Alabama Crimson Tide 10 Greatest NFL Draft Picks

Alabama Crimson Tide 10 Greatest NFL Draft Picks

2018 NFL Draft

Alabama Crimson Tide 10 Greatest NFL Draft Picks

Which Alabama players turned out to be the best NFL draft picks? Who are the ten greatest selections in the school’s history?

Who are the ten best NFL draft picks of all-time to come from the University of Alabama?

It’s not just about who the best pro prospects were, or even who had the best NFL careers. It’s about which former Alabama Crimson Tide stars were the best draft picks for the teams that drafted them.

It doesn’t really help an NFL team to take a player and then see him rock – or spend a key part of his career – doing big things for someone else.

There might have been a few all-time greats coming from Alabama, but not as many as you might think. The defensive linemen weren’t that deep, and other than a few Hall of Famers, there weren’t too many offensive linemen, either.

Crimson Tide stars haven’t exactly fizzled, but most of the college greats didn’t set the world on fire at the next level. These ten, though, were truly special.

The ten greatest Alabama Crimson Tide NFL draft picks were …

10. LB Lee Roy Jordan, Dallas

1963, 1st round, 6th pick overall
Pick Before: T Bob Vogel, Ohio State by Baltimore
Pick After: TE Pat Richter, Wisconsin by Washington

Somehow not in the Hall of Fame, Jordan played 14 years as a mainstay of the Dallas defense, going to five Pro Bowls and being named to the 1969 All-Pro team. He turned out to be one of the best picks by far in the 1963 draft, turning in a very steady, very good all-around career. He might not have always been sensational, but longevity matters here.

9. QB Ken Stabler, Oakland

1968, 2nd round, 52nd pick overall
Pick Before: OG Mike LaHood, Wyoming by Los Angeles Rams
Pick After: WR John Wright, Illinois by Atlanta

One of the coolest quarterbacks of all-time, the late Oakland leader earned a spot into the Hall of Fame even though he threw 222 career picks and 194 touchdown passes.

Even so, he went on a run earning a reputation as one of the NFL’s greatest winners, going 69-26-1 for Oakland with several historically great plays and a Super Bowl win. A four-time Pro Bowler and the 1974 MVP and All-Pro, he was the exact right quarterback for the right team.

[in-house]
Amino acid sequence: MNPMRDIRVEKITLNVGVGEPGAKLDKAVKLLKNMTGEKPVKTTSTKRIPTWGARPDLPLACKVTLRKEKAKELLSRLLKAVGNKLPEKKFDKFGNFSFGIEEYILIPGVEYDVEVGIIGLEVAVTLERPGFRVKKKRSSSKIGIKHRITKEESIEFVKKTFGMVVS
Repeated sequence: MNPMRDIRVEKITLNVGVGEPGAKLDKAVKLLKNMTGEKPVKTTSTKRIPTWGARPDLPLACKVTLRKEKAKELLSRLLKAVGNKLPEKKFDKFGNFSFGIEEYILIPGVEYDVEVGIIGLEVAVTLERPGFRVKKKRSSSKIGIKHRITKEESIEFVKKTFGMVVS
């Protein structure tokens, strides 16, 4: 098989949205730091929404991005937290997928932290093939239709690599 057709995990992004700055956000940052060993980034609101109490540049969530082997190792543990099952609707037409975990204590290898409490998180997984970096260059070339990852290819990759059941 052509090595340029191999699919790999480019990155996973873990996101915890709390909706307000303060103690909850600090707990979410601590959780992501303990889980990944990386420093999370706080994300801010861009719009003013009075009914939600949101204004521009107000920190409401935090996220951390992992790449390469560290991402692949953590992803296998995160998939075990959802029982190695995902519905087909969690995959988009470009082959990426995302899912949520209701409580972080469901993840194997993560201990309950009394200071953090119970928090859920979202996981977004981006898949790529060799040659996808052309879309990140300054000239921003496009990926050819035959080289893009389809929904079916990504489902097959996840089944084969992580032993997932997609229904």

8. LB Cornelius Bennett, Indianapolis

1987, 1st round, 2nd pick overall
Pick Before: QB Vinny Testaverde, Miami by Tampa Bay
Pick After: RB Alonzo Highsmith, Miami by Houston

An exception had to be made for Bennett, considering he was drafted by Indianapolis. Unable to get signed by the Colts, he was traded to Buffalo – Indy ended up using the move to get Eric Dickerson – but he’ll get credit here since he was a Bill right away.

With 71.5 career sacks and 1,048 tackles, he’s a fringe Hall of Famer – he belongs in the Hall of the Very, Very Good.

By his second year, he was special earning All-Pro honors making 103 tackles with 9.5 sacks, while going to five Pro Bowls in his first seven years. His production fluctuated, and he eventually went to Atlanta and finished up at Indianapolis, but he was still one of the key parts to a defensive puzzle that went to four straight Super Bowls.

7. C Dwight Stephenson, Miami

1980, 2nd round, 48th pick overall
Pick Before: WR Ralph Clayton, Michigan by New York Jets
Pick After: WR Kevin House, Southern Illinois by Tampa Bay

The gold standard of centers, Stephenson needed a few years to take over the job, and then he came up with a special five-year run anchoring a line that kept Dan Marino upright. The Hall of Fame blocker finished his career with five straight Pro Bowl appearances and four straight All-Pro nods. While he wasn’t massive by today’s standards and just 6-2 and 255 pounds, he was a technical marvel.

6. QB Bart Starr, Green Bay

1956, 17th round, 200th pick overall
Pick Before: DE Bill Danenhauer, Emporia State by Baltimore
Pick After: T Tom Mooney, Miami University by New York Giants

Okay, so he spent most of his career handing the ball off, but he was still the perfect field general for Vince Lombardi, going from being a 17th round throwaway pick to being a part of some of the most fabled teams of all-time.

From the Ice Bowl to the first two Super Bowls, Starr led the way to seven championships in all as the 15-year starter after getting just one start as a rookie.

Starr was an easy Hall of Famer who was named the 1966 MVP and All-Pro and went to four Pro Bowls.

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